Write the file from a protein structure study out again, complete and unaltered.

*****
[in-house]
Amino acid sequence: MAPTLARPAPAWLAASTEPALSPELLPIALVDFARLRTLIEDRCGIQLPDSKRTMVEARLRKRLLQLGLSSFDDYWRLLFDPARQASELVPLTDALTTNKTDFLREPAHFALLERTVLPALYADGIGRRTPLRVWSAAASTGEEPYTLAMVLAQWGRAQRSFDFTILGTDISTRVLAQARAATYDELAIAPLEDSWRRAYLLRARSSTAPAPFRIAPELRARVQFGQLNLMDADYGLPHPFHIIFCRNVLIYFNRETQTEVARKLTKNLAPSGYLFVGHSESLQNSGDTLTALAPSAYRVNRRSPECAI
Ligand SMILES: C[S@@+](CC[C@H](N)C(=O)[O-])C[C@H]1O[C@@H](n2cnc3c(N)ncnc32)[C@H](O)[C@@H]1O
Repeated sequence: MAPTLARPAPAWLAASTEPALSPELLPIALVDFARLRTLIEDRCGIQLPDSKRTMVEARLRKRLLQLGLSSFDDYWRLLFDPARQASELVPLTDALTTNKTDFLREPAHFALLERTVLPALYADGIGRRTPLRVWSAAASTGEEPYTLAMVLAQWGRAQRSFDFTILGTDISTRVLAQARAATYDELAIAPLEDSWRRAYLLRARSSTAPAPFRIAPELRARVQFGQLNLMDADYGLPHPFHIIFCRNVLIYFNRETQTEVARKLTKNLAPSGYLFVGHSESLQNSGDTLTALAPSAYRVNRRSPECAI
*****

[in-house]
Amino acid sequence: MAPTLARPAPAWLAASTEPALSPELLPIALVDFARLRTLIEDRCGIQLPDSKRTMVEARLRKRLLQLGLSSFDDYWRLLFDPARQASELVPLTDALTTNKTDFLREPAHFALLERTVLPALYADGIGRRTPLRVWSAAASTGEEPYTLAMVLAQWGRAQRSFDFTILGTDISTRVLAQARAATYDELAIAPLEDSWRRAYLLRARSSTAPAPFRIAPELRARVQFGQLNLMDADYGLPHPFHIIFCRNVLIYFNRETQTEVARKLTKNLAPSGYLFVGHSESLQNSGDTLTALAPSAYRVNRRSPECAI
Ligand SMILES: C[S@@+](CC[C@H](N)C(=O)[O-])C[C@H]1O[C@@H](n2cnc3c(N)ncnc32)[C@H](O)[C@@H]1O
Repeated sequence: MAPTLARPAPAWLAASTEPALSPELLPIALVDFARLRTLIEDRCGIQLPDSKRTMVEARLRKRLLQLGLSSFDDYWRLLFDPARQASELVPLTDALTTNKTDFLREPAHFALLERTVLPALYADGIGRRTPLRVWSAAASTGEEPYTLAMVLAQWGRAQRSFDFTILGTDISTRVLAQARAATYDELAIAPLEDSWRRAYLLRARSSTAPAPFRIAPELRARVQFGQLNLMDADYGLPHPFHIIFCRNVLIYFNRETQTEVARKLTKNLAPSGYLFVGHSESLQNSGDTLTALAPSAYRVNRRSPECAI